The Do’s and Don’ts When Traveling to China

Apr 19, 2019 | China, Culture, Culture.China, Escape

East Asia DeskKari.Amarnani author

Shanghai, China | Henrie Tsai

An interesting scope on certain etiquette practices to keep in mind

Visiting another country can be a daunting experience for many, especially when one does not know much of the essence of the place. This can be all the truer for countries in Asia as the continent holds such powerful belief systems and traditions. When these values are not addressed well, it can result in resentment. And neither party wants that. This makes it important to be informed and aware of a certain state’s cultures and traditions. That way, one can seamlessly connect with the country and its people in a way that creates a special bond and an unforgettable experience.

Diving into another culture and learning its ways is a powerful act. In China, it is mighty important for tourists to take note of certain acts of respect and etiquette as these beliefs are more than just tradition. It is a way of life. It is absolutely fundamental in Chinese society that these particular behaviors are present.

Etiquette Practices to Keep in Mind:

Respect for Elders

It is customary in China that everyone regards elder people or people of authority with respect and admiration. It is a key value in Chinese society as it goes back centuries to Confucius’ age. Confucianism is a belief system regarding social structures and beliefs, and respecting someone older than you is the dominant theme. It’s ingrained in the country’s history.

Old Man Smoking - China

Old Man Smoking – China | Mathias Apitz


In Western culture, it is considered rude to inquire about personal questions upon just meeting somebody. But in China, that is not the case. It is acceptable to ask somebody you have just met about topics people usually stay away from, such as age, job, income (Class dependent), marital status and the like. This does not mean that all topics are welcome. It would be best to not bring up anything related to family and religion. These are considered personal and inappropriate so questions regarding those issues will be deflected.

Also, upon meeting someone new, it is polite to offer them a personal business or name card. When handing over the card, you must remember to bow and offer the item with two hands. It must also be received with two hands as a symbol of respect.


When visiting someone’s home, there are many things to remember. Upon entering, please remove your footwear. It is forbidden to wear them inside the house. Next, it is customary to provide a gift to the homeowners. The gift must fit many criteria before it is an acceptable present. Usually, people offer wine, candy or tea as gifts. Anything will do as long as it is not given in odd numbers or the number four as it is considered unlucky. Black and white gifts should be avoided. Never give anybody a clock. It is a reminder of death. When giving and receiving a gift, use both your hands for the exchange. Lastly, never refuse a gift no matter what. Even if you have 700 of them.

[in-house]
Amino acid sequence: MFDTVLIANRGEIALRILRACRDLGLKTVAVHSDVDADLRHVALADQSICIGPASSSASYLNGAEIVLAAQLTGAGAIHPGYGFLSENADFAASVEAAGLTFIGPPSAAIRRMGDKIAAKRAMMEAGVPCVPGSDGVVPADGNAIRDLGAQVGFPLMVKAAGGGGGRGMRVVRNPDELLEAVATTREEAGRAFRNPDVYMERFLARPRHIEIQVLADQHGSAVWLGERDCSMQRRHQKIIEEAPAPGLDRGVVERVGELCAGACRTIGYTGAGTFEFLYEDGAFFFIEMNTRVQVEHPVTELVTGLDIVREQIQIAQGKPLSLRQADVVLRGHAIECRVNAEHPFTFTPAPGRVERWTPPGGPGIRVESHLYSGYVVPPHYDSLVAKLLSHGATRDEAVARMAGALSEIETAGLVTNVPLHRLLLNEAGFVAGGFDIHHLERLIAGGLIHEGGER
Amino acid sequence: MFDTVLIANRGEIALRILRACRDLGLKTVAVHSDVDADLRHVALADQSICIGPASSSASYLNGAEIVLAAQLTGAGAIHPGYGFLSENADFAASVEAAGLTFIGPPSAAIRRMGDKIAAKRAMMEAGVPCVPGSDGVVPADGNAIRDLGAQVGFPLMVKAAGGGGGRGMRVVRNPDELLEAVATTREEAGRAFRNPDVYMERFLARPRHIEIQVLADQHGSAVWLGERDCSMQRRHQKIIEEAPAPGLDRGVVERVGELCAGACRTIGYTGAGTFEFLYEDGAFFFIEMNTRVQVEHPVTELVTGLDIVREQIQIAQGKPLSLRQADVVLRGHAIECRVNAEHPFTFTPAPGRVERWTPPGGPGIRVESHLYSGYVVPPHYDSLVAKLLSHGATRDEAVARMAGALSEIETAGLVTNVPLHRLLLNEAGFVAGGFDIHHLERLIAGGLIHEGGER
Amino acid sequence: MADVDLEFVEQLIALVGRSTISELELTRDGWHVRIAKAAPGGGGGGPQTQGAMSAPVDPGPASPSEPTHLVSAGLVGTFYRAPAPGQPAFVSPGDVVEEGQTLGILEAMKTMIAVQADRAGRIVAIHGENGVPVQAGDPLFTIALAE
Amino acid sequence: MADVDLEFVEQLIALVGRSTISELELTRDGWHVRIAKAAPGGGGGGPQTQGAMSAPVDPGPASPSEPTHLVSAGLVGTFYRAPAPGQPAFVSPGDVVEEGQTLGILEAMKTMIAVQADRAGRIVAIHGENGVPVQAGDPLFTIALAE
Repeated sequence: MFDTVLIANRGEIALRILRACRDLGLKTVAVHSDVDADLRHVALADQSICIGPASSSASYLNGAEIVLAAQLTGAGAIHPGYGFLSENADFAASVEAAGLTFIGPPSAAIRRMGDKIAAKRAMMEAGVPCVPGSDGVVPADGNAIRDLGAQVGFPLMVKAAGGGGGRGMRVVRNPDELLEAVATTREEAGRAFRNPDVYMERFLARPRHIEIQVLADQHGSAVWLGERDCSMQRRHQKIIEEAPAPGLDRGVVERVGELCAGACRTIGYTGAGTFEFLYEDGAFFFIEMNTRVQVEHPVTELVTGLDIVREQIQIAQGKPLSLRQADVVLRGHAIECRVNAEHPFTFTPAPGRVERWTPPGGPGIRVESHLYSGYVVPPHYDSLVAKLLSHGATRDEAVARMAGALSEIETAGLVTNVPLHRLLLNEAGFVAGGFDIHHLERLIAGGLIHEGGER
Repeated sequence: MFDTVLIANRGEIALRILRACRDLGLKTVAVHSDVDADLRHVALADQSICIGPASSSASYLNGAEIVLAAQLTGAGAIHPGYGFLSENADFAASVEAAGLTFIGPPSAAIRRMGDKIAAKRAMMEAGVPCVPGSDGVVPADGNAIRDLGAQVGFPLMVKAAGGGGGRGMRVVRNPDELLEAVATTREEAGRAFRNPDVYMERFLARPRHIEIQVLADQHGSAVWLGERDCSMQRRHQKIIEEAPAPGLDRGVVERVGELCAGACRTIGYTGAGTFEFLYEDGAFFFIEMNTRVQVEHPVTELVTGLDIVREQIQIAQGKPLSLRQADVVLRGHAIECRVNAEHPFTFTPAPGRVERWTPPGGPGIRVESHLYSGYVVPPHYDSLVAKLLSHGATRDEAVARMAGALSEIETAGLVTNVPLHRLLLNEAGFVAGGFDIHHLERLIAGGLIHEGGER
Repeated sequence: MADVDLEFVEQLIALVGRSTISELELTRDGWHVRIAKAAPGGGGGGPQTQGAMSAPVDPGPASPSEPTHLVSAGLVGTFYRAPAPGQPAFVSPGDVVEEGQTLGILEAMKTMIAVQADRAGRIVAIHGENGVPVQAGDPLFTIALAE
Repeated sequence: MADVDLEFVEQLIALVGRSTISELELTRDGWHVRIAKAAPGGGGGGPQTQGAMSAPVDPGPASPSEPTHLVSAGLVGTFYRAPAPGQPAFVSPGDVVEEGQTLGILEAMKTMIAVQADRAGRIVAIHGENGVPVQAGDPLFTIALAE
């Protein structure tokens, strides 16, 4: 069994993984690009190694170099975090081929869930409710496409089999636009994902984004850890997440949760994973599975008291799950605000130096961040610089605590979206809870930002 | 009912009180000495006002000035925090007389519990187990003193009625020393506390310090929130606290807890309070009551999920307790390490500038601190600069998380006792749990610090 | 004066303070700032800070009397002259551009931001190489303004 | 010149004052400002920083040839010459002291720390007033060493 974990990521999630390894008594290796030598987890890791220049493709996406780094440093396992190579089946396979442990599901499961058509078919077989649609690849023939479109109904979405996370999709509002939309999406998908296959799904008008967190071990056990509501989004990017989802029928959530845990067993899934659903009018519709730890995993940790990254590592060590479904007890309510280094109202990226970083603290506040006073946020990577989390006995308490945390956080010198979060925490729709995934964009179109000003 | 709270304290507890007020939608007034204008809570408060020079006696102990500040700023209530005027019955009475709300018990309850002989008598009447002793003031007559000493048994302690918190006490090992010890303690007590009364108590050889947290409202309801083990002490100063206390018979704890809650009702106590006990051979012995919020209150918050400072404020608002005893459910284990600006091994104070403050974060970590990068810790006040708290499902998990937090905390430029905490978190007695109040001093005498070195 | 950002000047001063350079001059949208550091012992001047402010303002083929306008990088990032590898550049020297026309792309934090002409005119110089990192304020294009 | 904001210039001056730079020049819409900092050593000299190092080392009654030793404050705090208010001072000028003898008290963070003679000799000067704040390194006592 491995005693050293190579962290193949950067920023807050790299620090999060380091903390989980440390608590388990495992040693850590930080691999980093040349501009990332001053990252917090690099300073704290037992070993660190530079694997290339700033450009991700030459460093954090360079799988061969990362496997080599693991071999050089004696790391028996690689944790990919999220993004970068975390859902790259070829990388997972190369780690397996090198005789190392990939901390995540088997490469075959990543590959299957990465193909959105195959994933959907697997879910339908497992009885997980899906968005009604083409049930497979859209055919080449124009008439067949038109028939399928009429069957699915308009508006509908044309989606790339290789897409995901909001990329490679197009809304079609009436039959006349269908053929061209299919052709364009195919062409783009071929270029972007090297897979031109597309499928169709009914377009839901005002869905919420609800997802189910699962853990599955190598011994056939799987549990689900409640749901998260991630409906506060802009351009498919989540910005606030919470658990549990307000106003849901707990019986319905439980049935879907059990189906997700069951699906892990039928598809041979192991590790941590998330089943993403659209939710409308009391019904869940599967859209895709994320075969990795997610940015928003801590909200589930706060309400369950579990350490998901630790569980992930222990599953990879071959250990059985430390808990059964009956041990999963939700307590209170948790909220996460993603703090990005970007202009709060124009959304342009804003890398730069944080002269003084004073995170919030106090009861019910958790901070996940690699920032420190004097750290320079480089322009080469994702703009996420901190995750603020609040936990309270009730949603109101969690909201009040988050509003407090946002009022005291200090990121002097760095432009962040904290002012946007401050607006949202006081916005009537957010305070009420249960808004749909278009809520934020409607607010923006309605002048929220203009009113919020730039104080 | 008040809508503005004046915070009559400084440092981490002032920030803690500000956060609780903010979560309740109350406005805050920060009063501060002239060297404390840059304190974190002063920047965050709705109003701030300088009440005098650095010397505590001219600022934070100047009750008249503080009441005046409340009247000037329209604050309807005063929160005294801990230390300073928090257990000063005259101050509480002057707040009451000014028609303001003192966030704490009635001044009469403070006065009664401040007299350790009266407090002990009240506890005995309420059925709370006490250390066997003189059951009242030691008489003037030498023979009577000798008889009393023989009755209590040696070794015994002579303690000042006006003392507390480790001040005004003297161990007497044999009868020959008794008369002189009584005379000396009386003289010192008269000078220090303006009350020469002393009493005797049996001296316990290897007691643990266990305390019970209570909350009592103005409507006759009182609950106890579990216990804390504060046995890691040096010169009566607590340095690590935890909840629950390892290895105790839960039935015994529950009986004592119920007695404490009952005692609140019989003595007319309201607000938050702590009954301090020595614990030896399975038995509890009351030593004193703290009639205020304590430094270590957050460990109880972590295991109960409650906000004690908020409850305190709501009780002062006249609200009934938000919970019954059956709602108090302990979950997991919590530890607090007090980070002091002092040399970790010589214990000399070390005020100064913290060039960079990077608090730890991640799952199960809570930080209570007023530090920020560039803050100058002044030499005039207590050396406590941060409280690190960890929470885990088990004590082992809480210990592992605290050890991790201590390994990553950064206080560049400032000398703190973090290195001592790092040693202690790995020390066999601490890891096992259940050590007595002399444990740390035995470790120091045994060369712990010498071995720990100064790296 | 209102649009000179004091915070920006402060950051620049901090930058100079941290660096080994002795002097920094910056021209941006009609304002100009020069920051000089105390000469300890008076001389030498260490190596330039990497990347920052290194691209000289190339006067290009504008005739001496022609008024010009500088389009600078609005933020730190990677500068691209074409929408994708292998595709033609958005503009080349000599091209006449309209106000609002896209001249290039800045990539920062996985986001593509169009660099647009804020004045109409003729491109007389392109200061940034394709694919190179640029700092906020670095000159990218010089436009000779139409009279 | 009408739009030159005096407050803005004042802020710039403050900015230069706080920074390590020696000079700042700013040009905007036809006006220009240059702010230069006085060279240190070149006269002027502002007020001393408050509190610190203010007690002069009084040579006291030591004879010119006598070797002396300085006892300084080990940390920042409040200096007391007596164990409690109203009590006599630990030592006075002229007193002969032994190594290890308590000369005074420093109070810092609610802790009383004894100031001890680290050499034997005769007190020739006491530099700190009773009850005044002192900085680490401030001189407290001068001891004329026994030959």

When eating a meal in somebody’s residence, there are certain table manners to keep in check. In essence, it is a sign of respect to eat as much as you can! I’m talkin’ about a feast with no guilt. But hey, if you can’t dine too much, meet the bare minimum requirements. One, eat at least two bowls of rice and make sure none of it is wasted. Two, make sure to eat each portion of every dish served on the table.

Business Connects:

If you are going to attend a business meeting off of office hours, chances are you are going to be drinking. A lot. And if you don’t, it is considered disrespect among your companions. The nightlife in China is prolific, do not underestimate the number of places you will be hitting throughout the night.  Because it is customary to be pressure (Force) by the host to drink thru-out the event.  The trick is to drink slowly and moderate the intake, the latest advice given by Chinese business associates is to NOT DRINK at all by claiming health concerns, otherwise, a massive hangover will be waiting for you.

A Club in China - Jiangsu Province

A Club in China – Jiangsu Province | Green Intruder

Etiquette Practices to Avoid:

Violence and Illegal Activity:

I know what you are thinking. Isn’t that something to avoid everywhere? Well, it is especially true in China. So much so that it is deadly and unforgiving. Guns are a no-no. Public fights are strongly looked down upon. And drugs? China is merciless with drug-users. It took them a lot of time to get to this point of a drug-free society and it is not going to falter with its boundaries any time soon. Honestly, do not even talk about it. It is very much unappreciated.

Table Manners:

A lot to remember in this area, woo! First and foremost, do not drink tap water. You can fall seriously ill. Another thing to keep in mind is your chopsticks. It is rude to play with them and it is even more rude to stick them in an upright position in your food. That arrangement signifies an offering to the dead. So, uh, let’s refrain from that. Lastly, do not make the mistake of tipping the help. Though it is a nice thing to do, it is not required in China.

So what are you waiting for?! With all this in mind, you are pretty much good to go, folks. What’s Chinese for bon voyage?


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